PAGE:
As in primary cultures, my art is an integral part of my life; a spiritual journey intimately connected to the natural world.

Throughout human history art has made reference to mankind's relationship to the natural world. Thomas Cole wrote In 1848 about "the heedless destruction of nature by man" in response to the destruction of an ancient cedar grove and Indian burial ground in upstate New York, to make way for the impending railroad. Cole and other Hudson River School painters portrayed the divine in nature, but too often the acts of humans visually dramatize our lack of this awareness.

There is an inherent “spirit” in all of nature, which I endeavor to understand and express in a visual way. Each place has it’s own particular “Genius Loci” or sense of place, as described by the Hudson River School painters. Working on location allows me the sublime experience of being part of this sacred place where I belong.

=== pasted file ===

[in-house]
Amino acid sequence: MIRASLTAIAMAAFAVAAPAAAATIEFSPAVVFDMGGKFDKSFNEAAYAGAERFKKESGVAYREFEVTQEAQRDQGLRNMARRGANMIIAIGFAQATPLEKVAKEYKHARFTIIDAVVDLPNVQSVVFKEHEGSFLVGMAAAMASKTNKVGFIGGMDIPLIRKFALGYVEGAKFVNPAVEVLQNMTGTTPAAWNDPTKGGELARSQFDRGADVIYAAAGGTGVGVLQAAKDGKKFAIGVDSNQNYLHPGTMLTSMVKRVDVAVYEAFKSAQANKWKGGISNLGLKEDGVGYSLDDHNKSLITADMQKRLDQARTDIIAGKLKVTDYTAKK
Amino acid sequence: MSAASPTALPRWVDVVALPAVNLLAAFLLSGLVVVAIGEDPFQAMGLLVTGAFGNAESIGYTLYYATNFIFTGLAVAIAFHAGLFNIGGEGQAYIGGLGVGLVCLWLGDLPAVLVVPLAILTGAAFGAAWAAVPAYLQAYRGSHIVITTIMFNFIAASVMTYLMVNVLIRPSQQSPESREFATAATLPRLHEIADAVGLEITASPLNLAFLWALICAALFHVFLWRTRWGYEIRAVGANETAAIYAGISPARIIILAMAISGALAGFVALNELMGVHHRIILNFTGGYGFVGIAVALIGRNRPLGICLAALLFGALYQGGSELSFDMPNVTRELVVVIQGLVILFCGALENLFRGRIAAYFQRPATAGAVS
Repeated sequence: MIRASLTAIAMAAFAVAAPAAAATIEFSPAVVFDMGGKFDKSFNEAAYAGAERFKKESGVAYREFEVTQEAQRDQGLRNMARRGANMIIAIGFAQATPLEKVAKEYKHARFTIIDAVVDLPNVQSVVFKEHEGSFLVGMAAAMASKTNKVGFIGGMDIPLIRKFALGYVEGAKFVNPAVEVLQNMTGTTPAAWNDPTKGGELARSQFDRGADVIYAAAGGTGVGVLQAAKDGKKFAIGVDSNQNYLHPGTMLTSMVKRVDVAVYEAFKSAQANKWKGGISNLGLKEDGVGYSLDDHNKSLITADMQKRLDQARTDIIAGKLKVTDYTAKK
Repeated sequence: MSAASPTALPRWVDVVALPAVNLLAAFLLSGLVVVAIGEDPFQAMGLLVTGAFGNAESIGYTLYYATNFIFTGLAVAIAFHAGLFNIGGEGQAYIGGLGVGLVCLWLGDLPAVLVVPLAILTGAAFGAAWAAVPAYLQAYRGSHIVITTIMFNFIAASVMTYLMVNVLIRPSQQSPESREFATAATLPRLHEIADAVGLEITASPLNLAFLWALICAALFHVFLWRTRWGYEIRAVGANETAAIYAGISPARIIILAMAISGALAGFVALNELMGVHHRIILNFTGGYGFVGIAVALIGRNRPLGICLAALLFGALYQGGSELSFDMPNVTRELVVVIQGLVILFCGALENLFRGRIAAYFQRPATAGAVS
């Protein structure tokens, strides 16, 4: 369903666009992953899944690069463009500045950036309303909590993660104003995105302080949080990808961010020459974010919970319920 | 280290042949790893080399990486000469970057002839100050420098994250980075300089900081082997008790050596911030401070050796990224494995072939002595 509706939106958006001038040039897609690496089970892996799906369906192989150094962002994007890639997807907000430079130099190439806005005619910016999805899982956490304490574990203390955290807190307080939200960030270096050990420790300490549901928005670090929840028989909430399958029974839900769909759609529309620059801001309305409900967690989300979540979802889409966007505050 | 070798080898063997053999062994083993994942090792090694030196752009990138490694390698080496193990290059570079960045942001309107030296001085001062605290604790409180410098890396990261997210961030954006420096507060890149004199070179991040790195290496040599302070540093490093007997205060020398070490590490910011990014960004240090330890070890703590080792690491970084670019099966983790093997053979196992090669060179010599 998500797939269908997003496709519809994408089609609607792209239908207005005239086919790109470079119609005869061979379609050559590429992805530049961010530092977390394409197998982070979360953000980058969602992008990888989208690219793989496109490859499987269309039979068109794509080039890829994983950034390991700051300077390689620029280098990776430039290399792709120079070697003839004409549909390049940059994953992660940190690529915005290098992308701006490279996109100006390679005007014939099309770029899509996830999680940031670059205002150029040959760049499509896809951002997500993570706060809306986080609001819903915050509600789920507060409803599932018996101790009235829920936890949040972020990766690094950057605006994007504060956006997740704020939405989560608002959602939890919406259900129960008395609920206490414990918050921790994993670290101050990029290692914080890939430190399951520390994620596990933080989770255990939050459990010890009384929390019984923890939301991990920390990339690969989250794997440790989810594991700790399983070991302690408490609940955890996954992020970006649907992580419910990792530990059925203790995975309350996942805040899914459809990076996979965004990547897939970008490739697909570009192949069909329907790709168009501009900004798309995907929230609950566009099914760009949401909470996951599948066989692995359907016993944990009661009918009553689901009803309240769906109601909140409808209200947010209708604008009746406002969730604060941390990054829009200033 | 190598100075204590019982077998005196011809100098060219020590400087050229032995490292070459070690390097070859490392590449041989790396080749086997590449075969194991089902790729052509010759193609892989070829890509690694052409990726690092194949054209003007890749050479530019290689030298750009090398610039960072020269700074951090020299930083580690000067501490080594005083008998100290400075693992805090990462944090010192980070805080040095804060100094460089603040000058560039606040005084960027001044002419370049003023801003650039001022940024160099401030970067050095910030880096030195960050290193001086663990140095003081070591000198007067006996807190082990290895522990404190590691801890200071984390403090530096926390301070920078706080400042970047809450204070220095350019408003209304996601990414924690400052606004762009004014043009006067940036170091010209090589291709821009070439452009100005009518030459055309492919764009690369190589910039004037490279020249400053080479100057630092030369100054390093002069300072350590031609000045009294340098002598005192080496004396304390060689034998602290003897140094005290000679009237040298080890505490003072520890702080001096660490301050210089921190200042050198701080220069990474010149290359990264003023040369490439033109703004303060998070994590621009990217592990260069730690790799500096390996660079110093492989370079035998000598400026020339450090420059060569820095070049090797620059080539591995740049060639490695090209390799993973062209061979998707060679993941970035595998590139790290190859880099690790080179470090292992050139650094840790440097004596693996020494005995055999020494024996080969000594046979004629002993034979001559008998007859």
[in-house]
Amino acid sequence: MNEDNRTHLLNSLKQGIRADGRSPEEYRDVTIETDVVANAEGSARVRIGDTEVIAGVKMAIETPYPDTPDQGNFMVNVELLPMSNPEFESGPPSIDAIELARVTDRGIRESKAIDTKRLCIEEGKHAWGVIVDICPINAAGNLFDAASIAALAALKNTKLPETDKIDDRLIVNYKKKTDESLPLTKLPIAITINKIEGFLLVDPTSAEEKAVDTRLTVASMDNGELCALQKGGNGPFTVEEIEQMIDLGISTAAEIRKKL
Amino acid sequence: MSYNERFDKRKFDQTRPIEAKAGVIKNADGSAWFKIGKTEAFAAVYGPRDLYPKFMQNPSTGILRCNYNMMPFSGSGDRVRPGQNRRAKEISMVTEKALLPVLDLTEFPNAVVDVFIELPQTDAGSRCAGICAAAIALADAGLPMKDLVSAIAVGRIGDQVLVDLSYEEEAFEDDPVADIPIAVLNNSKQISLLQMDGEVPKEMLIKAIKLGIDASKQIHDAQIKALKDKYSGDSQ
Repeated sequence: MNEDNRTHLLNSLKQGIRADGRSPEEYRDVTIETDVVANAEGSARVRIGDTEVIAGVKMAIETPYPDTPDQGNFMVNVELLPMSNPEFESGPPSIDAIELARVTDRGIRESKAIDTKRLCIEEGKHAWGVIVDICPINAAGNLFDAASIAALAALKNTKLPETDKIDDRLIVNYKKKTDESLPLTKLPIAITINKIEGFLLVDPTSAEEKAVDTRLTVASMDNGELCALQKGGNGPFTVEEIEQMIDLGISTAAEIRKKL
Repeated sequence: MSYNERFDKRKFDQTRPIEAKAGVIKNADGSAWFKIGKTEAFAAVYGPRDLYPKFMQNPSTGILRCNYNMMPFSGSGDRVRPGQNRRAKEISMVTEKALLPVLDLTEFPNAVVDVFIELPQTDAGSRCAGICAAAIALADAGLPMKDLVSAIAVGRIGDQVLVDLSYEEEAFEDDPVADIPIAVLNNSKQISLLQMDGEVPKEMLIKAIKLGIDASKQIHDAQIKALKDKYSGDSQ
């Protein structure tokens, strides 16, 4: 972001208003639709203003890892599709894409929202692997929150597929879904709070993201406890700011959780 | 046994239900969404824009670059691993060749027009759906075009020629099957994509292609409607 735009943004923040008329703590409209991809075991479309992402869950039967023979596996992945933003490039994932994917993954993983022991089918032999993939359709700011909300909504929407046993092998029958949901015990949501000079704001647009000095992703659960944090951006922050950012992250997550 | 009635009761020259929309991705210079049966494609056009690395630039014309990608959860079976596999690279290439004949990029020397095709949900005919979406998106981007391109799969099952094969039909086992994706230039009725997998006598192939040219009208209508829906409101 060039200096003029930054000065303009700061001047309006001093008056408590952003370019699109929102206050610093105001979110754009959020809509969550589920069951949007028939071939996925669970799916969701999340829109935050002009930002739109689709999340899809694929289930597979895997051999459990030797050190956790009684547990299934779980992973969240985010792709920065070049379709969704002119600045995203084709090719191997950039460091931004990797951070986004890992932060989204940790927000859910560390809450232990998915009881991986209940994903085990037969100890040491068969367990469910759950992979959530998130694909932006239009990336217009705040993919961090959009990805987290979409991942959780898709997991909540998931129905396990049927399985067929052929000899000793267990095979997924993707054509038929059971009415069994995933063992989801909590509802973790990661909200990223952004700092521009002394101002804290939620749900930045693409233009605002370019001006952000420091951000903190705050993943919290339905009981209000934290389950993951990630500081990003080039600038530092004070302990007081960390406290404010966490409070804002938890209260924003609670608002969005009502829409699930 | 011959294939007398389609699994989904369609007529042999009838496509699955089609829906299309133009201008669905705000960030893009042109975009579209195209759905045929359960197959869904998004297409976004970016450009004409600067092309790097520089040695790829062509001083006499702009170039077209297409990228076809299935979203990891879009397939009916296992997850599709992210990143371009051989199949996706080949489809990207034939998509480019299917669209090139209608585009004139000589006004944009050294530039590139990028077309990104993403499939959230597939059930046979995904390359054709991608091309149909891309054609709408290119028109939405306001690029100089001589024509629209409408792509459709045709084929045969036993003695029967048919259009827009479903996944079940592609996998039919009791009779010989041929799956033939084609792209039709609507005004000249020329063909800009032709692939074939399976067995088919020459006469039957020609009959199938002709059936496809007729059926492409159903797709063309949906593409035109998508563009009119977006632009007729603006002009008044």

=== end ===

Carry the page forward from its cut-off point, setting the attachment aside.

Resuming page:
In 1969, while attending Philadelphia College of Art, I noticed a sapling pushing its way up through the pavement and I realized that the spirit of nature could not be contained, even when paved over. I dedicated my life's work to understanding this spirit.